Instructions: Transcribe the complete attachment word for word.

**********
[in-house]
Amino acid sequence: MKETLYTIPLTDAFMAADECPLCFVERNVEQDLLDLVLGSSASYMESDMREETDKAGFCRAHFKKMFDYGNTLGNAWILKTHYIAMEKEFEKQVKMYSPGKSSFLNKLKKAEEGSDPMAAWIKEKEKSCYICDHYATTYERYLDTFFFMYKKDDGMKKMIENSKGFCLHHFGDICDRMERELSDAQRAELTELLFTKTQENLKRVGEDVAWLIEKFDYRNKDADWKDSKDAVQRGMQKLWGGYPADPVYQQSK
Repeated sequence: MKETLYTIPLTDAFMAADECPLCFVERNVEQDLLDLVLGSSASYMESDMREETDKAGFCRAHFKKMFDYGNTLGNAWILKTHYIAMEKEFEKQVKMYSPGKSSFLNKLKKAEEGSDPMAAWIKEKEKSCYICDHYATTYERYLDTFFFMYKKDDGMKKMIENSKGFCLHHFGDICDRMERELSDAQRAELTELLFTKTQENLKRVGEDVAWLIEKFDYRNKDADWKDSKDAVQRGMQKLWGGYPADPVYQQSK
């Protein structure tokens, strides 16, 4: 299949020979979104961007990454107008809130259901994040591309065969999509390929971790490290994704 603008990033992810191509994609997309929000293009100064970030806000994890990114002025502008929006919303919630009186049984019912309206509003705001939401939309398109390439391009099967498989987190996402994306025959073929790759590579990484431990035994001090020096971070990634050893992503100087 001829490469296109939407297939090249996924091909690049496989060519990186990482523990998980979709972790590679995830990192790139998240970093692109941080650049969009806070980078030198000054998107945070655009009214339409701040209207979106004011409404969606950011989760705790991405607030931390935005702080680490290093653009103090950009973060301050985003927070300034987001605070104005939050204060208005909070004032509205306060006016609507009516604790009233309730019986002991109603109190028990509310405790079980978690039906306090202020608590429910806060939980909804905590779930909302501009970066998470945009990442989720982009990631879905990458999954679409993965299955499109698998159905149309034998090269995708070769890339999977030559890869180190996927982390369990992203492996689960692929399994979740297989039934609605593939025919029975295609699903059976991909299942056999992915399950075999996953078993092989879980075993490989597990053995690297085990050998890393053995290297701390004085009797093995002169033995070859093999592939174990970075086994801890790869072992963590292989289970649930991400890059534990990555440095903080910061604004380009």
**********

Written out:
[in-house]
Amino acid sequence: MKETLYTIPLTDAFMAADECPLCFVERNVEQDLLDLVLGSSASYMESDMREETDKAGFCRAHFKKMFDYGNTLGNAWILKTHYIAMEKEFEKQVKMYSPGKSSFLNKLKKAEEGSDPMAAWIKEKEKSCYICDHYATTYERYLDTFFFMYKKDDGMKKMIENSKGFCLHHFGDICDRMERELSDAQRAELTELLFTKTQENLKRVGEDVAWLIEKFDYRNKDADWKDSKDAVQRGMQKLWGGYPADPVYQQSK
Repeated sequence: MKETLYTIPLTDAFMAADECPLCFVERNVEQDLLDLVLGSSASYMESDMREETDKAGFCRAHFKKMFDYGNTLGNAWILKTHYIAMEKEFEKQVKMYSPGKSSFLNKLKKAEEGSDPMAAWIKEKEKSCYICDHYATTYERYLDTFFFMYKKDDGMKKMIENSKGFCLHHFGDICDRMERELSDAQRAELTELLFTKTQENLKRVGEDVAWLIEKFDYRNKDADWKDSKDAVQRGMQKLWGGYPADPVYQQSK
């Protein structure tokens, strides 16, 4: 299949020979979104961007990454107008809130259901994040591309065969999509390929971790490290994704 603008990033992810191509994609997309929000293009100064970030806000994890990114002025502008929006919303919630009186049984019912309206509003705001939401939309398109390439391009099967498989987190996402994306025959073929790759590579990484431990035994001090020096971070990634050893992503100087 001829490469296109939407297939090249996924091909690049496989060519990186990482523990998980979709972790590679995830990192790139998240970093692109941080650049969009806070980078030198000054998107945070655009009214339409701040209207979106004011409404969606950011989760705790991405607030931390935005702080680490290093653009103090950009973060301050985003927070300034987001605070104005939050204060208005909070004032509205306060006016609507009516604790009233309730019986002991109603109190028990509310405790079980978690039906306090202020608590429910806060939980909804905590779930909302501009970066998470945009990442989720982009990631879905990458999954679409993965299955499109698998159905149309034998090269995708070769890339999977030559890869180190996927982390369990992203492996689960692929399994979740297989039934609605593939025919029975295609699903059976991909299942056999992915399950075999996953078993092989879980075993490989597990053995690297085990050998890393053995290297701390004085009797093995002169033995070859093999592939174990970075086994801890790869072992963590292989289970649930991400890059534990990555440095903080910061604004380009």